As businesses and communities transform to digitize, address sustainability, respond to the energy transition, innovate within industries and, frankly, embrace change, they are turning to management consultants with acute analytical and technical skill for advice.
Recently, I was introduced to Giselle Commissiong, senior principal/global lead, services line, Hatch Advisory, who has combined her technical, business, and client service skills into a global senior consulting role that distinguishes her as formidable woman leader in tech solutioning.
Commissiong is a business solutions architect and entrepreneur with Hatch, a management consultancy firm with engineering and business expertise in metals, energy, infrastructure, digital, investments markets and other sectors. Hatch is one of Canada’s Top 100 employers, and its 9,000 global professionals work on some of the world’s toughest challenges.
Commissiong came to management consulting via aerospace engineering and a passion for solving problems and serving clients’ needs.
I asked Commissiong about the spark that led her to engineering and then a technical consulting career, what it is like as a woman working in sectors that are generally male-dominated, and if she had any advice for women seeking senior management positions.
“My parents always stressed the value and importance of education,” began Commissiong. “Growing up I was encouraged to expose myself to as many topics as possible, science, languages, music. I was drawn to the elegance of math and science and how they explained so much about our world and how it worked…. For example, that musical notes have a scientific basis in their different frequencies.”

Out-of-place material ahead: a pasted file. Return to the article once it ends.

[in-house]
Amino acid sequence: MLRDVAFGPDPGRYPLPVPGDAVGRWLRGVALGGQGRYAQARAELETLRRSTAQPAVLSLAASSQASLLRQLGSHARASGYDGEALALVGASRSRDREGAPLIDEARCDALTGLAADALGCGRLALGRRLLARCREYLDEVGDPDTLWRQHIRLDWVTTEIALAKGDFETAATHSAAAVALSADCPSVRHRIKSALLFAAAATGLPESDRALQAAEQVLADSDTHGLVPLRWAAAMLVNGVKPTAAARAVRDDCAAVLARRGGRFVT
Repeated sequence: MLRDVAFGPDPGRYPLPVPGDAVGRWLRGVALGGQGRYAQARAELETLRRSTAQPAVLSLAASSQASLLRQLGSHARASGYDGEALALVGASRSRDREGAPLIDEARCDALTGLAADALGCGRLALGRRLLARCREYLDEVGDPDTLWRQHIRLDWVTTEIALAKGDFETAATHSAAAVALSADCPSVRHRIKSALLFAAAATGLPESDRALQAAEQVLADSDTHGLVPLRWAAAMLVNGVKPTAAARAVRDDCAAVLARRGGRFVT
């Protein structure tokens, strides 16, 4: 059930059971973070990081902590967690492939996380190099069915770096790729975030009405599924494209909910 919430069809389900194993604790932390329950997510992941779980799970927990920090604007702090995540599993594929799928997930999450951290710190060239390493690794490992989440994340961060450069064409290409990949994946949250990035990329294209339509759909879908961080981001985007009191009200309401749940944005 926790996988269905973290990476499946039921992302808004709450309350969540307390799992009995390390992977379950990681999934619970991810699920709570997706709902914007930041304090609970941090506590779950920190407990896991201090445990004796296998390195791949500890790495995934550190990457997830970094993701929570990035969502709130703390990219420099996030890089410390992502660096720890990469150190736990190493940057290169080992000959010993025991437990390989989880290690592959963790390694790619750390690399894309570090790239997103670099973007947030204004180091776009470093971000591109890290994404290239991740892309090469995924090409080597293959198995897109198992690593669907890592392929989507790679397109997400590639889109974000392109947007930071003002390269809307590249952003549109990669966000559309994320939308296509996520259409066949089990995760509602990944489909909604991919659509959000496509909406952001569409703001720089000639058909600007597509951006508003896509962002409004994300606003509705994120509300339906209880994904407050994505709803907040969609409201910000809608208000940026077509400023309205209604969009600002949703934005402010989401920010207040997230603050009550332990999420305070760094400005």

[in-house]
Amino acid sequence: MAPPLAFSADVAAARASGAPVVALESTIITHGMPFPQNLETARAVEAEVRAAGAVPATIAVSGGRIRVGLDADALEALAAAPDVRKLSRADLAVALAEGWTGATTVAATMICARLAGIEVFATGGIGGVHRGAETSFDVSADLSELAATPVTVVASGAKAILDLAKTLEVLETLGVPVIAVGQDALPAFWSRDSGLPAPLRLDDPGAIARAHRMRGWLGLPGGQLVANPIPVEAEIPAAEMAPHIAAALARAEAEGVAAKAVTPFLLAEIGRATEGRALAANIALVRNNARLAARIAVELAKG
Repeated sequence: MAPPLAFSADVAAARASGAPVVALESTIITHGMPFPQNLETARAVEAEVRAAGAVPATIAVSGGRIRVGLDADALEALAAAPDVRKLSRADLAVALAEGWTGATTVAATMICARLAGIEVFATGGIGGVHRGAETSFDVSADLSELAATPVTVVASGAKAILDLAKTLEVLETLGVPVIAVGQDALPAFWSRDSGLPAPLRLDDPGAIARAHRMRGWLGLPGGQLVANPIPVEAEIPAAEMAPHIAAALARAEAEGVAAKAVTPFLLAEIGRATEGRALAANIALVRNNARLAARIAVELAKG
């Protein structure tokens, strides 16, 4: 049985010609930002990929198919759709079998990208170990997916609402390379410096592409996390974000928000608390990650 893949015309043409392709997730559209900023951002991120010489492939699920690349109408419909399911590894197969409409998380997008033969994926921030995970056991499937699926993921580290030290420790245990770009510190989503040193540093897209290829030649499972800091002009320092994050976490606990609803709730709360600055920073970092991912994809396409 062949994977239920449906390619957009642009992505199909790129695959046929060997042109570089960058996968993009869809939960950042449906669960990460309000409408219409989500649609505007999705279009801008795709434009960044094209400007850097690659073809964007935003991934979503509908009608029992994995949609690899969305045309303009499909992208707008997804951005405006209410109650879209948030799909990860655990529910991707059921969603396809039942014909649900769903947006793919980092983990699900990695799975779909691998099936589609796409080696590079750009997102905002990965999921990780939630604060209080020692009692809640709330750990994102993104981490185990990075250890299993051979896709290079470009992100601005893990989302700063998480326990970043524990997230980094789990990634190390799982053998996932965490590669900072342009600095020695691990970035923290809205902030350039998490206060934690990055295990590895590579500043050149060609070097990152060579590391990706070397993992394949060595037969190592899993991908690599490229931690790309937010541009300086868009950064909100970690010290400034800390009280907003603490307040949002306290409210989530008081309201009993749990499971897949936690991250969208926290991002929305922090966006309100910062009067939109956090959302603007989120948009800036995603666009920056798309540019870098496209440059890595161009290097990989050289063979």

“So, my education,” said Commissiong, “was quite balanced, and while I studied mechanical engineering in university [at McGill], I also took languages and management courses as electives.”
At the time, added Commissiong, “I don’t recall specifically thinking that I was choosing a STEM career; rather trying to envision the types of problems that I wanted to solve.”
From Aerospace Engineer to Consultant
“I was fascinated by flight, and recall thinking during an aerodynamics course, ‘I really want to be part of building aircraft engines’ and so that is what I set out to do when I graduated,” shared Commissiong.
“The first part of my career in aerospace I was exposed not just to the design of engines, but also the business of it. The people that I would consider mentors at that point were those who successfully understood that one doesn’t exist without the other, and had become successful leaders through this mindset. That led me to do my MBA and transition to the world of management consulting.”
“A lot of my engineering colleagues didn’t understand the transition, but it made perfect sense to me,” remarked Commissiong. “The skills we develop with an engineering mindset allow us to help solve problems in many other areas.”
“My first consulting project was in health care – nothing at all to do with engines or flight,” said Commissiong. “And it was successful because I learned from those who understood the industry, but what I brought was the ability to help problem solve the solutions.”
Added Commissiong, “Consulting is first and foremost a people business, great teams coming together to help clients deal with a particular issue.”
It is evident that Commissiong thrives on helping to solve complex problems.
What do you do at Hatch?
“My role at Hatch is really a “third” career,” explained Commissiong. “The first was in an engineering context, the second in management consulting.”